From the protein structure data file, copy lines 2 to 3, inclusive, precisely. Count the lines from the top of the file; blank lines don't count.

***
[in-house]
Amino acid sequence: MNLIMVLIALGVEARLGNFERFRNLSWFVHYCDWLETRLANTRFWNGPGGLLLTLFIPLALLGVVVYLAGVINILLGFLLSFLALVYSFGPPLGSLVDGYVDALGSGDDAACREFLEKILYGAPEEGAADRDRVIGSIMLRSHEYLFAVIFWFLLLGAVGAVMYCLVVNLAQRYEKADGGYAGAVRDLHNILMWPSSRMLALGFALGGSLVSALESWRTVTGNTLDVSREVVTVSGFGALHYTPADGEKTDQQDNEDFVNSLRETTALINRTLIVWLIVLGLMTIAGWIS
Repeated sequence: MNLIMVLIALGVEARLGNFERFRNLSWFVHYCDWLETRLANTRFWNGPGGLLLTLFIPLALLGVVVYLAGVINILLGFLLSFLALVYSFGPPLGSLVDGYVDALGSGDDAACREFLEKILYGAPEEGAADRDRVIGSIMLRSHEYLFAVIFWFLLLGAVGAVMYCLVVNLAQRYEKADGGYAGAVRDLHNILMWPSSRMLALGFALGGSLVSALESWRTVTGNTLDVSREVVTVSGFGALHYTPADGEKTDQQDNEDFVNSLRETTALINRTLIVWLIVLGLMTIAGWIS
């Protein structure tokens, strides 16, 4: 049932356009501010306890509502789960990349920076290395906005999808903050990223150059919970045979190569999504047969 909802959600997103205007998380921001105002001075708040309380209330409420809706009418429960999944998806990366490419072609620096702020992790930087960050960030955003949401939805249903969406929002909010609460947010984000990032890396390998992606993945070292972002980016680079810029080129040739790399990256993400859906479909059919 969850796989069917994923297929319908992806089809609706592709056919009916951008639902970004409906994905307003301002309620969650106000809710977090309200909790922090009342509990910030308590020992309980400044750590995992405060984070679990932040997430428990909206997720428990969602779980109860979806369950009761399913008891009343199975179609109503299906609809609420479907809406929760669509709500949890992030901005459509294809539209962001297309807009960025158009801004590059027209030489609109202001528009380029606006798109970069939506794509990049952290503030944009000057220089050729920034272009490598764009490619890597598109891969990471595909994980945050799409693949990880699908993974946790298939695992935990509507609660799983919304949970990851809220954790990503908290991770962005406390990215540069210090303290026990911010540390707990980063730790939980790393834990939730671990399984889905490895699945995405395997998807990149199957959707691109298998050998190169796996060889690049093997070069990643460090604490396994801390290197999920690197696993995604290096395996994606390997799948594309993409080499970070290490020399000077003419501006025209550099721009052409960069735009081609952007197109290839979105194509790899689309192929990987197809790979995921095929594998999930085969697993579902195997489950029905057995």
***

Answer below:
Amino acid sequence: MNLIMVLIALGVEARLGNFERFRNLSWFVHYCDWLETRLANTRFWNGPGGLLLTLFIPLALLGVVVYLAGVINILLGFLLSFLALVYSFGPPLGSLVDGYVDALGSGDDAACREFLEKILYGAPEEGAADRDRVIGSIMLRSHEYLFAVIFWFLLLGAVGAVMYCLVVNLAQRYEKADGGYAGAVRDLHNILMWPSSRMLALGFALGGSLVSALESWRTVTGNTLDVSREVVTVSGFGALHYTPADGEKTDQQDNEDFVNSLRETTALINRTLIVWLIVLGLMTIAGWIS
Repeated sequence: MNLIMVLIALGVEARLGNFERFRNLSWFVHYCDWLETRLANTRFWNGPGGLLLTLFIPLALLGVVVYLAGVINILLGFLLSFLALVYSFGPPLGSLVDGYVDALGSGDDAACREFLEKILYGAPEEGAADRDRVIGSIMLRSHEYLFAVIFWFLLLGAVGAVMYCLVVNLAQRYEKADGGYAGAVRDLHNILMWPSSRMLALGFALGGSLVSALESWRTVTGNTLDVSREVVTVSGFGALHYTPADGEKTDQQDNEDFVNSLRETTALINRTLIVWLIVLGLMTIAGWIS